23 Mar 2014
Life at my mapping desk have been very busy the past month, and here comes an update on what I’m up to. Two map commissions are in the final stages. But many of you have asked me, what I will do now that my big project that brought me into Fantasy Cartography is coming to an end. So I’ll start with the new.
Changing perspective by moving closer to things in the form of two new projects that will hopefully occupy a large part of my time. They are both generic fantasy and focus on maps to be used both digitally and in print. My goal is to create a system of maps that can be adapted and used in many different situations to plan, improve and illustrate your Fantasy RPG games.
My work up until now have been using techniques and even some software that are over a decade old , this in order to keep a consistent style across the Flanaess map. It is both limiting and slow, and the results are far from what can be achieved using the latest digital tools available. While I’ve been working on my big campaign map I’ve invested both time and money acquiring a new set of the best tools, and teach myself how to use the new generation of digital graphic wizardry. That is starting to pay off in better results much faster. Those of you who remember my early Flanaess area maps also remember that it took me ages to finish one. Apart from research I had to spend around 40-50 hours rendering and editing along per letter sized map. The result looked great for its time, and still looks good.
This map that tops this article took me a bit over ten hours to create, and include making 5 different versions of it covering the seasons of the year, and a season often found in fantasy lands evil cataclysm!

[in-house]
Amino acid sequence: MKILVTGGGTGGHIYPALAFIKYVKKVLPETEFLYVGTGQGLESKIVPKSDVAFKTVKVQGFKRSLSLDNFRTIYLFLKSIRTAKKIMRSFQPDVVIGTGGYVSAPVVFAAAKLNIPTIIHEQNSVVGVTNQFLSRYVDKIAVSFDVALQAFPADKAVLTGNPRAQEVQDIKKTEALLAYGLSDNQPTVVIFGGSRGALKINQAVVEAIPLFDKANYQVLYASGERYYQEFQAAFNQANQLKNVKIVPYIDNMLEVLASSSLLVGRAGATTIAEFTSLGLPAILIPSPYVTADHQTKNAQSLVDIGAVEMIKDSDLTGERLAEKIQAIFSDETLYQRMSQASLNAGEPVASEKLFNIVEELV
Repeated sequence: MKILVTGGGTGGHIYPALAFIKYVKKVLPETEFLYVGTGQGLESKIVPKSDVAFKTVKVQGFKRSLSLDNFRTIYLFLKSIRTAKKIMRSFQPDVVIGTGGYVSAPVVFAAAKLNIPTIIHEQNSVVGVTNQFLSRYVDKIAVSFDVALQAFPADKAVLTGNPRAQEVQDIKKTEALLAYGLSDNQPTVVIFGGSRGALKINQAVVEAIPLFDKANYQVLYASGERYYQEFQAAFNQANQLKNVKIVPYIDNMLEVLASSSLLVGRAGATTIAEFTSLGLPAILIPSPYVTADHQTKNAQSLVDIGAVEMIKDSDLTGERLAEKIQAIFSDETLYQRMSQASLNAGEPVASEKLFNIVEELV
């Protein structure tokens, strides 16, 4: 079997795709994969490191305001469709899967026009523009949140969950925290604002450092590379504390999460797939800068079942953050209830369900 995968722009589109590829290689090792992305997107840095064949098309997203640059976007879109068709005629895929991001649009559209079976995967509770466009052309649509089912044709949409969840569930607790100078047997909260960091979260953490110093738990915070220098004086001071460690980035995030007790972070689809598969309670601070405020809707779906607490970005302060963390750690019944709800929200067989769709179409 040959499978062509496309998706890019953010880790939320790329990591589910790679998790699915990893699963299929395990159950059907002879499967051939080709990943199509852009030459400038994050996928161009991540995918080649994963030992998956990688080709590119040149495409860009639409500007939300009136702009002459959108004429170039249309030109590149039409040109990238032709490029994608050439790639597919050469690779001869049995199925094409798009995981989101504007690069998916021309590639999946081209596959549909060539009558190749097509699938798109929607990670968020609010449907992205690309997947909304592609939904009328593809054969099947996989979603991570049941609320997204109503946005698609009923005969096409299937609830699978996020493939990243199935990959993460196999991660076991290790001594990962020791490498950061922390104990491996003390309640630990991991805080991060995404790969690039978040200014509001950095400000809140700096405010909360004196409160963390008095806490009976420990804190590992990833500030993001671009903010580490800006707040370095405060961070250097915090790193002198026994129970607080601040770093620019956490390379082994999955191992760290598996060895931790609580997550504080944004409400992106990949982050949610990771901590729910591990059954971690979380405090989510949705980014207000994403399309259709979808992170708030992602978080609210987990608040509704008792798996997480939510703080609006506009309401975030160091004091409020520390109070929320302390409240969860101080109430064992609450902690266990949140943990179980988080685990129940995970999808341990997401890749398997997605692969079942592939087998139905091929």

Much of the techniques and work-flow is something I have put in place to be able to work in an effective way, and to be able to spend more of my time on creative efforts then technical dabble trying to get the results I want. So on to what I’ve set my map making sights on for the future.
One set of maps will be of the now standard 5 ft squared maps used to depict dungeons, towns, wilderness and every other type of terrain your encounters can take place in. There are lots of good, bad and in between maps in this category. I think there is still room for improvement to be made. I’m deliberately vague with the details on this yet, because I want to hear what you would like to use. Are “big sized maps” covering a whole scene something you prefer, or do you want to be able to puzzle together scenes from small maps?
Are you most interested in printed maps for use on the game table together with your miniatures, or to use digital maps in a virtual battlefield tool. Perhaps you want to be able to plan and use the same maps in both types of play, for maximum flexibility.
Make your own world
The other scale is to put together a map covering your game world. That is something that so far only the few who have both the talent and time to invest in making a beautiful map of, either their own world, or version of a published campaign world.
What if you could have bits of professionally created terrain that can be assembled in various ways to make a map of a game world. With plains, hills forests rivers and much much more. Would that be something you would be interested in?
While I’m working on a presentation and preview set of these new gaming tools I’m really curious on what you think of this and what kind of maps, would you as a GM or player and publisher want to make use of.
My work with the Flanaess is not all done yet. The Atlas is under way in the background, but has been put on a few weeks hiatus due to an hex invasion. Hexes have been a standing request by many since I started mapping the world of Greyhawk. Now I think I have finally worked out how to approach it.
Here is a concept test with 12 mile numbered hexes, compatible with the PFRPG Ultimate Campaign Rules. The hex are numbered F001-001 and so on: F being “Flanaess” (opening up for more Oerth maps 😉 ) First group of numbers being the hex row, from west to east. Second group of numbers being the row of hexes from north to south. I choose this way to make it easier to find a hex, and no need to look at the side of the map. The numbers are on their own layer so they can be turned on and off independently of the hexes.
More details and concept images will be presented here during the coming months as my new projects get under way. Thank you for your interest in my work and I hope to have a chance to make a map that will make your game better as well!